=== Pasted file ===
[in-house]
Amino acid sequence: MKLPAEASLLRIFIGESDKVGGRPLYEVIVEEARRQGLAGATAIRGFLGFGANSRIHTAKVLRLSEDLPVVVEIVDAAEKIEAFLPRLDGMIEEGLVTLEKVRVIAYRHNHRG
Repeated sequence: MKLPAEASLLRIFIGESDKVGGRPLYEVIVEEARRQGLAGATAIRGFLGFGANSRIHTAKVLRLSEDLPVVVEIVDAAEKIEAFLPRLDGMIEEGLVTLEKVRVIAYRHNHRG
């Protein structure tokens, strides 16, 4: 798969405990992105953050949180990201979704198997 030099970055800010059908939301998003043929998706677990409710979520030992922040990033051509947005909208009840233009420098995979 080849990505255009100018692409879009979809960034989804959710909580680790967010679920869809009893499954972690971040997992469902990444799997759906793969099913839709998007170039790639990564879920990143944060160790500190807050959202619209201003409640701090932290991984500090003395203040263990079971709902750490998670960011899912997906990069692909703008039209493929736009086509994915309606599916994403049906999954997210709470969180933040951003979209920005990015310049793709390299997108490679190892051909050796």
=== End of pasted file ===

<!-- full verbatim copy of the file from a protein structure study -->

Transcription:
[in-house]
Amino acid sequence: MKLPAEASLLRIFIGESDKVGGRPLYEVIVEEARRQGLAGATAIRGFLGFGANSRIHTAKVLRLSEDLPVVVEIVDAAEKIEAFLPRLDGMIEEGLVTLEKVRVIAYRHNHRG
Repeated sequence: MKLPAEASLLRIFIGESDKVGGRPLYEVIVEEARRQGLAGATAIRGFLGFGANSRIHTAKVLRLSEDLPVVVEIVDAAEKIEAFLPRLDGMIEEGLVTLEKVRVIAYRHNHRG
């Protein structure tokens, strides 16, 4: 798969405990992105953050949180990201979704198997 030099970055800010059908939301998003043929998706677990409710979520030992922040990033051509947005909208009840233009420098995979 080849990505255009100018692409879009979809960034989804959710909580680790967010679920869809009893499954972690971040997992469902990444799997759906793969099913839709998007170039790639990564879920990143944060160790500190807050959202619209201003409640701090932290991984500090003395203040263990079971709902750490998670960011899912997906990069692909703008039209493929736009086509994915309606599916994403049906999954997210709470969180933040951003979209920005990015310049793709390299997108490679190892051909050796």